Halloween is shaping up as more of a treat than a trick for retailers this year.
Despite haunting sales last season, the National Retail Federation is predicting a major comeback in 2010.
Total Halloween spending is expected to reach about $5.8 billion, according to the federation. The average shopper likely will spend about $66.28, up from last year’s $56.31 and on par with the $66.54 from 2008.
“This year people are expected to embrace Halloween with even more enthusiasm, and will have an entire weekend to celebrate,” said Matthew Shay, federation president and CEO.
This year, Halloween falls on a Sunday. Leif Lingerfelt is hopeful shoppers will spend their budget at Party City on Market Place Boulevard in Cumming.
Lingerfelt, the store’s general manager, said he’s been ready since the beginning of September with the year’s most popular costumes, decorations and candy.
“For children, the best selling costumes right now are Jessie from “Toy Story,” Buzz Lightyear from “Toy Story” and Iron Man,” he said. “‘Toy Story’ is a big theme and Iron Man is still doing pretty well too.”
For adults, “Alice in Wonderland” is having a big year, thanks to Tim Burton’s recent retelling of the Disney classic.
Lingerfelt said the title character and the Mad Hatter are the two biggest costumes from the movie.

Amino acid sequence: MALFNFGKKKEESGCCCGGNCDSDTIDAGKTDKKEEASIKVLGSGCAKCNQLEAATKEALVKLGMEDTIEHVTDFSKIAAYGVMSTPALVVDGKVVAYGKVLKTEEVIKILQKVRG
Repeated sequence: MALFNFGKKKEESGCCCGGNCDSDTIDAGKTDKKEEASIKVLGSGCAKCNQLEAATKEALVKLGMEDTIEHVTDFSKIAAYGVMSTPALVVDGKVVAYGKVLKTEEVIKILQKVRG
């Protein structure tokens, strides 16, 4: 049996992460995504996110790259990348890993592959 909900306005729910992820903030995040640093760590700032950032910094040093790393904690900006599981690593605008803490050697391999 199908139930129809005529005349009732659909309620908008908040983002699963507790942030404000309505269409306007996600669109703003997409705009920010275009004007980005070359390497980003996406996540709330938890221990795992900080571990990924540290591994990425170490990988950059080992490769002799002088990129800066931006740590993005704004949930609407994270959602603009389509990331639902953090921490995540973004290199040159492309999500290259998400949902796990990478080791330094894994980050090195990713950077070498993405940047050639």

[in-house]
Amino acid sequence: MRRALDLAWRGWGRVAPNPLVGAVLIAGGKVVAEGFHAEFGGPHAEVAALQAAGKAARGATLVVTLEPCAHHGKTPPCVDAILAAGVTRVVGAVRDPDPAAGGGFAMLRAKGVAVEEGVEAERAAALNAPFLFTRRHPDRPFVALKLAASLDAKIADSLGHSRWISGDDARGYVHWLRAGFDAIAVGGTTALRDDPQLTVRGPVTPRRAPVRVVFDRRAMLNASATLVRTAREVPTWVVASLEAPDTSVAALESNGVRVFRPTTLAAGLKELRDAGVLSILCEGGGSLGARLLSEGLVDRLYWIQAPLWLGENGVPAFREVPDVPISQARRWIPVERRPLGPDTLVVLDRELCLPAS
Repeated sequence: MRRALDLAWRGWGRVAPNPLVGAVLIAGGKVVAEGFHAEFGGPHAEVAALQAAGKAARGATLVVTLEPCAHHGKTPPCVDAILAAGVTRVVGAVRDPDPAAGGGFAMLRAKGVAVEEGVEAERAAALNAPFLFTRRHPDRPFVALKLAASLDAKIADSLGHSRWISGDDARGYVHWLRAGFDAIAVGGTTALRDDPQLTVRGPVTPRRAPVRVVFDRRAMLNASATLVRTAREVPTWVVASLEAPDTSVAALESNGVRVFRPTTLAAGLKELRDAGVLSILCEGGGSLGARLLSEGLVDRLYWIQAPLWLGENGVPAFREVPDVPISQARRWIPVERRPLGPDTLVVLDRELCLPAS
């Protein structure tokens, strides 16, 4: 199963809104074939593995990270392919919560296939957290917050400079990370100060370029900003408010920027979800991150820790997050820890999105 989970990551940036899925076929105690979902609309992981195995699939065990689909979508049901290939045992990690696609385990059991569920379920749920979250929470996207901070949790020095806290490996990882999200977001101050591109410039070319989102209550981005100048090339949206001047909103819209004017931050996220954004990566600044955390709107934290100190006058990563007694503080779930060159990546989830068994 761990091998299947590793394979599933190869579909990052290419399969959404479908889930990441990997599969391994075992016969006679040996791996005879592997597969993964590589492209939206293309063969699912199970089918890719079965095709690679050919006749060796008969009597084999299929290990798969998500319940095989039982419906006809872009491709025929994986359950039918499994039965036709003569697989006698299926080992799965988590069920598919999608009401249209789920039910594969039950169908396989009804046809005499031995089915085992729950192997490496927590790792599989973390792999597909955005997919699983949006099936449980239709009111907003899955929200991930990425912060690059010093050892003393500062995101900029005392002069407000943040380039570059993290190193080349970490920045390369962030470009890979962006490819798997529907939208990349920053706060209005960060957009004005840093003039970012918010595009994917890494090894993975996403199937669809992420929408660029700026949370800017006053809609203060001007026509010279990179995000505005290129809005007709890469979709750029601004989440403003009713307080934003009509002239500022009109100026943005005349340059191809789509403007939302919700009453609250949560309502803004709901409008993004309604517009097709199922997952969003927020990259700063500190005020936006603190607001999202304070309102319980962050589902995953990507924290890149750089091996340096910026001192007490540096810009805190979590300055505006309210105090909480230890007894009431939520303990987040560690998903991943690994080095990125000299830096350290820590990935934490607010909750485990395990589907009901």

“Star Wars” costumes continue to be an old favorite, he said.
Elyse Eilbert, an executive team leader with Cumming Super Target, said she’s seen the same costumes fly off the shelves, as well as princess costumes. Princesses and Spiderman are also the two most popular children’s costumes, according to the National Retail Federation.
Halloween candy goes quick at Target, said Eilbert, and “candy corn is always the biggest seller.”
The store’s been stocked up for Halloween for about three weeks and “we’ve already seen a lot of the costumes moving.”
“We’ll start to see our big costume rushes this weekend and every weekend going forward,” she said. “We’ve also got lots of great party supplies this year for anyone hosting Halloween parties.”
The retail federation said about 33 percent of people will throw or attend a party and half of those celebrating Halloween will decorate their home or yard.
For home decorations, a vampire theme is popular, Lingerfelt said. Tombstones and hanging decorations continue to be big sellers.
Decoration sales have been flat so far this year, he said, but people are still “coming in and buying decorations.”
“I guess they either want to add to what they’ve got, or they want to do a different theme,” he said.
Costumes and decorations can also be found at The Avenue Forsyth, where a Spirit Halloween store has opened.
For those last-minute shoppers, Lingerfelt said Party City stocks costumes year round and will have many still available on Halloween weekend.